They slapped some big tags on the pigs to mark them as ours, and then we went into the office to fill out our cut sheets. It's how you tell what cuts of meat you'd like from your animals. Since it was the first time we'd ever done it, I felt like we were just calling shots in the dark. We figured next time it'd be easier to know what to ask for because we'd figure it out and go from what we get this time around. I get the idea we're going to be eating lots of pork this coming year, and that's fine with us. It's just hard deciding whether to turn shoulders into roasts or sausage and if you don't turn them into sausage, how much sausage will you come out with. Conversely, if you decide to turn the shoulders into sausage, how much sausage are you going to have to put away during the next year? And will the kids be willing to eat the hot sausage or complain about it being "too hot"? Plus add in the factor that half of one of the pigs was for my parents and trying to figure out what they'd like... You get the idea, I think.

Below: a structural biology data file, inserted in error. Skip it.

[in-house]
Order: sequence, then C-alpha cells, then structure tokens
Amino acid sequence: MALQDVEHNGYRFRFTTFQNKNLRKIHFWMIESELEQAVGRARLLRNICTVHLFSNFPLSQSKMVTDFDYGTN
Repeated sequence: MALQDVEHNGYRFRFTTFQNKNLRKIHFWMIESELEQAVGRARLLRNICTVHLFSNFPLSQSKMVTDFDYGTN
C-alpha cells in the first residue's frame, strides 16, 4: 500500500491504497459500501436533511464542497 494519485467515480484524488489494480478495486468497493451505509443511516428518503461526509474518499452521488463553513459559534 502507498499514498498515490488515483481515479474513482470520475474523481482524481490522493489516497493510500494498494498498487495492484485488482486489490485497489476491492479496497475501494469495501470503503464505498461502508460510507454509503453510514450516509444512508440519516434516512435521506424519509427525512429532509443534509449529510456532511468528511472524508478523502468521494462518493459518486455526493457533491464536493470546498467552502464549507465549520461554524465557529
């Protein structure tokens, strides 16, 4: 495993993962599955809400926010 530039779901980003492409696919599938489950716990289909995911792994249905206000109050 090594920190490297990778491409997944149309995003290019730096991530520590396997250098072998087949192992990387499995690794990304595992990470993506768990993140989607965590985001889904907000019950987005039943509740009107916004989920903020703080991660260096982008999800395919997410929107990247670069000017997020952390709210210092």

Anyhow, the meat is supposed to be ready for picking up sometime this week ready for pickup now. (While I was writing this all out, they called to say we could pickup anytime.) All except for the bacon and hams that they have to send out for curing and really couldn't give us an idea of how quickly they'd be back because it depended on how busy the place that cures is. So that's a total of three trips to get rid of these pigs. That converts to roughly 12 hours of driving--but it feels so great not have to hike up the hill for feedings twice a day now. In fact, I think one of us still comments on it every time feeding time rolls around. Will we do this again? I think so, especially with the time and effort put into building the pig pen and shelter. We do have a bit of fixing up to do with the pen before more can go in because we didn't put electric fencing into their house area, so they rooted big holes under the back of it. They were too big to get out by the time they figured that out, but it wouldn't hold little piggies as is. The solar charger on the electric fencing worked very well at keeping them from tearing up the edges of the pen, except for the week that Paul turned it off and they went to town along the back edge. The final jury is still out until we can actually count (and taste) the dividends.